You have reached a website that is currently under construction. This is the web presence of the History Hill installation that was dedicated at Holland Park in Albion, Michigan on August 13, 2016. History Hill is also a part of the Holland Park Transformation Project. Please follow along with us for the story of the revitalization of Holland Park and the back story of this historic site. This is a dynamic site. We invite you to return often for updates as we continue to enter our research. Please visit our contact page for questions and to share information.

In 2015. a Michigan Humanities Council Heritage grant was awarded to three Albion historians and Albion College, in collaboration with the City of Albion, to display the story of West Ward School, a segregated elementary school that once stood within Holland Park. In preparation for this project, historians Robert Wall, Leslie Dick, and Dr. Wesley Arden Dick interviewed more than 20 former West Ward students. This history exhibit now permanently resides on History Hill in Holland Park. Park visitors can access the Albion West Ward School website to discover more and to hear the voices of the West Ward students at the Oral History page. The Heritage grant is administered by Gregg Strand, Albion College.




Robert Wall was born in Albion, Michigan and attended the all-Black West Ward Elementary School and the Washington Gardner Junior-Senior High School graduating in 1959. He studied music at the Dana School of Music at Youngstown University for three years before leaving and joining the U. S. Army, serving from 1963 to 1966, mostly in Germany. Taking a European discharge from the Army, he stayed outside of Paris in La Celle Saint Cloud with his lifelong friend, another West Ward alumnus, the artist Jim Sanders.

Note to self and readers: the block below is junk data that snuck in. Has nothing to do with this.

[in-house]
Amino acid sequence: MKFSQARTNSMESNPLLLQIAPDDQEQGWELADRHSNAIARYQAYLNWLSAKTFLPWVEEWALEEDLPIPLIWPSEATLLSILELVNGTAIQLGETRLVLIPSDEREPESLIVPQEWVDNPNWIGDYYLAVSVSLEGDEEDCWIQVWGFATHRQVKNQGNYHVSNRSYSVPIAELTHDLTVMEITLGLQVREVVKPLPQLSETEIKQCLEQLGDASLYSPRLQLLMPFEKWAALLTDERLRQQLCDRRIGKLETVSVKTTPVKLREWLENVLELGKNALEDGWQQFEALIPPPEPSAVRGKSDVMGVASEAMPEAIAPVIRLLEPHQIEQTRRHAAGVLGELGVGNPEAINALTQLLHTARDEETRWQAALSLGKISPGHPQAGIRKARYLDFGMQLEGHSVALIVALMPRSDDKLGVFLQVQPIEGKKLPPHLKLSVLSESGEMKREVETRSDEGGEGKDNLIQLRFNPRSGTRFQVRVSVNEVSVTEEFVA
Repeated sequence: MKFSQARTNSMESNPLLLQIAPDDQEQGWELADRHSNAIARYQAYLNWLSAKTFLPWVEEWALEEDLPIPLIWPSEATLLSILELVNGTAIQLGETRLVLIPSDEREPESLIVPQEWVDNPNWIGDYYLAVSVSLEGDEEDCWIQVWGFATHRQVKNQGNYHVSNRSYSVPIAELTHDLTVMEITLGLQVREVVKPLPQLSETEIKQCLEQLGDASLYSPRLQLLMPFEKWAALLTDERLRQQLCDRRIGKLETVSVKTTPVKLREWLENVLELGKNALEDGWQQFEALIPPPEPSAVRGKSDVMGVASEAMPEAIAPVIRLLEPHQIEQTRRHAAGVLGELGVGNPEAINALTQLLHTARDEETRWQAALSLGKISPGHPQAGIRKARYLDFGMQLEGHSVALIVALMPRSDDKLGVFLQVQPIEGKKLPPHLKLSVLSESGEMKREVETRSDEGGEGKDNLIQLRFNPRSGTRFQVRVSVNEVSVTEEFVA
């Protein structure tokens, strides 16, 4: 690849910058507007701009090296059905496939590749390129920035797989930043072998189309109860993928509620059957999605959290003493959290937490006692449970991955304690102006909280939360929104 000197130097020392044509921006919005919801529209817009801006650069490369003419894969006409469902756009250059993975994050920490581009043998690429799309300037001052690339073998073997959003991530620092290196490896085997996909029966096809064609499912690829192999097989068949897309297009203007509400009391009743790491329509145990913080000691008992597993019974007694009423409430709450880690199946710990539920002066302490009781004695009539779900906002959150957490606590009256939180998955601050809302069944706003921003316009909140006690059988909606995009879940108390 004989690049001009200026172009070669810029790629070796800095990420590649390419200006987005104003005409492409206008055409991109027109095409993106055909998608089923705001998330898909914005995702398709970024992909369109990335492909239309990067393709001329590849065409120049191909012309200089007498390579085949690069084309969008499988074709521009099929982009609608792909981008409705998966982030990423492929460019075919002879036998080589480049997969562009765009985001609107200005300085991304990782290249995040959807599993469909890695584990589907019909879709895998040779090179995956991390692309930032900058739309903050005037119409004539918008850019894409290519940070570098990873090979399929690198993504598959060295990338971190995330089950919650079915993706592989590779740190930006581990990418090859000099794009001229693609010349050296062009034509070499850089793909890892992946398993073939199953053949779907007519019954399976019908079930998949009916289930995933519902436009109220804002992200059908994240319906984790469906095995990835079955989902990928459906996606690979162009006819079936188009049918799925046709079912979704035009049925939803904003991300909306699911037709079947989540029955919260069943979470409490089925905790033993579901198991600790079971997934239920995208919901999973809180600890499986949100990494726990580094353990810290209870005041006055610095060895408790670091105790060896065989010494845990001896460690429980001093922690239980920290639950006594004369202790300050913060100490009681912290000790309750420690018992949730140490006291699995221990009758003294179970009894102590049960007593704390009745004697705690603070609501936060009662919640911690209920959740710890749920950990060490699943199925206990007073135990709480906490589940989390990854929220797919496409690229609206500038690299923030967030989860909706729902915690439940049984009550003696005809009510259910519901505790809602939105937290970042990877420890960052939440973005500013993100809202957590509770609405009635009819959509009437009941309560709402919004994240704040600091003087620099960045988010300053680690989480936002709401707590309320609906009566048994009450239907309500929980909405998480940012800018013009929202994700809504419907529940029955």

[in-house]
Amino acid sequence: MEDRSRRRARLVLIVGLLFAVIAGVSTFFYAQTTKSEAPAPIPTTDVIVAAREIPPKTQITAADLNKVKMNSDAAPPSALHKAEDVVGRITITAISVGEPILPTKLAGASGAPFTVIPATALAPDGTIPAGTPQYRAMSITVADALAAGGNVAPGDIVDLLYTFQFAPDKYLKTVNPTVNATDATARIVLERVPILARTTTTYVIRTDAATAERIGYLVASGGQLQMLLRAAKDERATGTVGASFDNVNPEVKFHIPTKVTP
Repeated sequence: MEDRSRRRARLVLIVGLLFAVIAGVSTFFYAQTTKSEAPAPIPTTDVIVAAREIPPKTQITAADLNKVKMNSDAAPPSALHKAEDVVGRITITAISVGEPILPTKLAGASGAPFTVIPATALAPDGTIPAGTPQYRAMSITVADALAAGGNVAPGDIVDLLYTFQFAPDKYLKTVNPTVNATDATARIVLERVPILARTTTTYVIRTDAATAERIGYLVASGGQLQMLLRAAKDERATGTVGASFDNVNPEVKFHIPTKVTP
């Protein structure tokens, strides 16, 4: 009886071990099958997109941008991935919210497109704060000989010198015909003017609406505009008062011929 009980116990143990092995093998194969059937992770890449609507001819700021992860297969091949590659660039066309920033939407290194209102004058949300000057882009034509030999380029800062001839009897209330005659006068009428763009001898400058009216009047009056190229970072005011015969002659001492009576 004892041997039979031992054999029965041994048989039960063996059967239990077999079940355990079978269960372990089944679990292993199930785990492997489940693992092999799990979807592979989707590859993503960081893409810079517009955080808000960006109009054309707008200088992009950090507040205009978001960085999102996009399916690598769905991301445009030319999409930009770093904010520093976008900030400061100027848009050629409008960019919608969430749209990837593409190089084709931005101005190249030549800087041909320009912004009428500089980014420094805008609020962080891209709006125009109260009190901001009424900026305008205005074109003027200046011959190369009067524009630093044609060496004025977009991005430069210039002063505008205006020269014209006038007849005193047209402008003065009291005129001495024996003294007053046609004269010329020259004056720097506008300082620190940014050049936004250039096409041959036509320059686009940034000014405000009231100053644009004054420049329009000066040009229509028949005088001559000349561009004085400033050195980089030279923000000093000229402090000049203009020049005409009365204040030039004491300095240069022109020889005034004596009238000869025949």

Returning to Albion, Wall worked at Union Steel Products before moving to Detroit, Michigan and working at various Chrysler plants and attending Wayne State University. Inspired by a chance conversation with a Garveyite at a Black Art gallery , he experienced an epiphany which set him on  the path to his life’s work: the study of African-American History with a special interest in the African-American experience in Albion, Michigan.

In the fall of 1969 Wall moved to Lansing, Michigan, worked on the line at Oldsmobile and began classes at Michigan State University. He received his BA in History in 1973 and began teaching in September, 1974. Returning to Albion in 1976 he continued his career in public school education and retired in 2003.

While teaching at Albion Senior High School Wall created the research-based African-American History course and served as an administrator. As a teacher he received the Kellogg Excellence in Education Award twelve times. In addition to his public school teaching he also taught African-American History classes at Albion College, Olivet College, and Kellogg Community College. He has appeared numerous times as a guest lecturer/speaker in both the History Department and the Education Department at Albion College.

A lifelong passion for music –  especially, but not exclusively jazz, has seen him writing the music for, and performing in Korean Puppet Theater, as well as teaching various jazz classes in Adult Education and enrichment settings. Photography, film and digital, has been an excellent medium for him to experience and share the natural world. Of course, teaching film photography has also been part of that experience.

Mr. Wall is a man with an incisive and analytical mind who is also gifted in his ability to absorb and store information and insights with understanding, humor and truth.